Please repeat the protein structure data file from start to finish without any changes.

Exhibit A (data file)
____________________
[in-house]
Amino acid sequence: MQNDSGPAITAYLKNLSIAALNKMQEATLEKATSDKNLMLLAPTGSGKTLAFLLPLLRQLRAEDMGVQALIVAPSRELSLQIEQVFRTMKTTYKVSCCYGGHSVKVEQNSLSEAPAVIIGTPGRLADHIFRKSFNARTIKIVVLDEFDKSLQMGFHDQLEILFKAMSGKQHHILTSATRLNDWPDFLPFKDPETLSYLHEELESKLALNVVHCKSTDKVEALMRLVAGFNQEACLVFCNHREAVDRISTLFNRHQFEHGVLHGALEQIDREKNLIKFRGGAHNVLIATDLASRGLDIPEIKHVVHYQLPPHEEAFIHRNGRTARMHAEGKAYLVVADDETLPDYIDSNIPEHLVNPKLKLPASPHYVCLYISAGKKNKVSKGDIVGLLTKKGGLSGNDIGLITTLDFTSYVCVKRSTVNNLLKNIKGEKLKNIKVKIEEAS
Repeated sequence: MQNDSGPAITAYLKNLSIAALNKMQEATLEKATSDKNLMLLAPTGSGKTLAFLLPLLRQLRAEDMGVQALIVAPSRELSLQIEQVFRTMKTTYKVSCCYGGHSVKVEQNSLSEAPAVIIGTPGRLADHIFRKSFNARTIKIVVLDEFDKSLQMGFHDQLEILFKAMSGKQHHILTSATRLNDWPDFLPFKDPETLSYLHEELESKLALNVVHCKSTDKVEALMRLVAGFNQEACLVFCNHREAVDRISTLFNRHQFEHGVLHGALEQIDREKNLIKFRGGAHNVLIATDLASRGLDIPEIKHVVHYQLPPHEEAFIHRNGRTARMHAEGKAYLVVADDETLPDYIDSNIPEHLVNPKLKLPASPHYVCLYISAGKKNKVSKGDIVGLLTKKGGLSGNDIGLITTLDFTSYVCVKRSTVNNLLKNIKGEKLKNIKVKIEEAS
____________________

[in-house]
Amino acid sequence: MQNDSGPAITAYLKNLSIAALNKMQEATLEKATSDKNLMLLAPTGSGKTLAFLLPLLRQLRAEDMGVQALIVAPSRELSLQIEQVFRTMKTTYKVSCCYGGHSVKVEQNSLSEAPAVIIGTPGRLADHIFRKSFNARTIKIVVLDEFDKSLQMGFHDQLEILFKAMSGKQHHILTSATRLNDWPDFLPFKDPETLSYLHEELESKLALNVVHCKSTDKVEALMRLVAGFNQEACLVFCNHREAVDRISTLFNRHQFEHGVLHGALEQIDREKNLIKFRGGAHNVLIATDLASRGLDIPEIKHVVHYQLPPHEEAFIHRNGRTARMHAEGKAYLVVADDETLPDYIDSNIPEHLVNPKLKLPASPHYVCLYISAGKKNKVSKGDIVGLLTKKGGLSGNDIGLITTLDFTSYVCVKRSTVNNLLKNIKGEKLKNIKVKIEEAS
Repeated sequence: MQNDSGPAITAYLKNLSIAALNKMQEATLEKATSDKNLMLLAPTGSGKTLAFLLPLLRQLRAEDMGVQALIVAPSRELSLQIEQVFRTMKTTYKVSCCYGGHSVKVEQNSLSEAPAVIIGTPGRLADHIFRKSFNARTIKIVVLDEFDKSLQMGFHDQLEILFKAMSGKQHHILTSATRLNDWPDFLPFKDPETLSYLHEELESKLALNVVHCKSTDKVEALMRLVAGFNQEACLVFCNHREAVDRISTLFNRHQFEHGVLHGALEQIDREKNLIKFRGGAHNVLIATDLASRGLDIPEIKHVVHYQLPPHEEAFIHRNGRTARMHAEGKAYLVVADDETLPDYIDSNIPEHLVNPKLKLPASPHYVCLYISAGKKNKVSKGDIVGLLTKKGGLSGNDIGLITTLDFTSYVCVKRSTVNNLLKNIKGEKLKNIKVKIEEAS